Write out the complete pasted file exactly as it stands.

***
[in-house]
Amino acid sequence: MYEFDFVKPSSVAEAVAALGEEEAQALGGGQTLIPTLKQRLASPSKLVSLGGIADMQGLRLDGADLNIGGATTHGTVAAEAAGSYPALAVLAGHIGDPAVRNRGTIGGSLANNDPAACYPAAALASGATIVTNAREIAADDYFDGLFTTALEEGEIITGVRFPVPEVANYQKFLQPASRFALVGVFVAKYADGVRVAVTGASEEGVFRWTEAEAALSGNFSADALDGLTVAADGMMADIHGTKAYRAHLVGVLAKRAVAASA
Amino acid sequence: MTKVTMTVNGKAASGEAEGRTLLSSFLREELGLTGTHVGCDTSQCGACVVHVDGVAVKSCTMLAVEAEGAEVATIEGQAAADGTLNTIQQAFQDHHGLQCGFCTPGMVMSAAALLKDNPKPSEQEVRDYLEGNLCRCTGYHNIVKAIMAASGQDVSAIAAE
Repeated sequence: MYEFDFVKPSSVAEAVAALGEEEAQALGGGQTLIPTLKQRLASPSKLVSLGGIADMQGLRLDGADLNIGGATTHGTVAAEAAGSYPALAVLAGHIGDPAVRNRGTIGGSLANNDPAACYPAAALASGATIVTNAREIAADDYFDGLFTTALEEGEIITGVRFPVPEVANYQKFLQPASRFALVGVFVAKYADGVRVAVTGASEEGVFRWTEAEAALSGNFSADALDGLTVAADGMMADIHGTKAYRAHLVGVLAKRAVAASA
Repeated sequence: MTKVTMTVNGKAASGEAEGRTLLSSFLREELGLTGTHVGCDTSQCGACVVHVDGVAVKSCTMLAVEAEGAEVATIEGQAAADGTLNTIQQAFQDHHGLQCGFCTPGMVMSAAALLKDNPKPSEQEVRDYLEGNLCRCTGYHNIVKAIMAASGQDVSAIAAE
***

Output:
[in-house]
Amino acid sequence: MYEFDFVKPSSVAEAVAALGEEEAQALGGGQTLIPTLKQRLASPSKLVSLGGIADMQGLRLDGADLNIGGATTHGTVAAEAAGSYPALAVLAGHIGDPAVRNRGTIGGSLANNDPAACYPAAALASGATIVTNAREIAADDYFDGLFTTALEEGEIITGVRFPVPEVANYQKFLQPASRFALVGVFVAKYADGVRVAVTGASEEGVFRWTEAEAALSGNFSADALDGLTVAADGMMADIHGTKAYRAHLVGVLAKRAVAASA
Amino acid sequence: MTKVTMTVNGKAASGEAEGRTLLSSFLREELGLTGTHVGCDTSQCGACVVHVDGVAVKSCTMLAVEAEGAEVATIEGQAAADGTLNTIQQAFQDHHGLQCGFCTPGMVMSAAALLKDNPKPSEQEVRDYLEGNLCRCTGYHNIVKAIMAASGQDVSAIAAE
Repeated sequence: MYEFDFVKPSSVAEAVAALGEEEAQALGGGQTLIPTLKQRLASPSKLVSLGGIADMQGLRLDGADLNIGGATTHGTVAAEAAGSYPALAVLAGHIGDPAVRNRGTIGGSLANNDPAACYPAAALASGATIVTNAREIAADDYFDGLFTTALEEGEIITGVRFPVPEVANYQKFLQPASRFALVGVFVAKYADGVRVAVTGASEEGVFRWTEAEAALSGNFSADALDGLTVAADGMMADIHGTKAYRAHLVGVLAKRAVAASA
Repeated sequence: MTKVTMTVNGKAASGEAEGRTLLSSFLREELGLTGTHVGCDTSQCGACVVHVDGVAVKSCTMLAVEAEGAEVATIEGQAAADGTLNTIQQAFQDHHGLQCGFCTPGMVMSAAALLKDNPKPSEQEVRDYLEGNLCRCTGYHNIVKAIMAASGQDVSAIAAE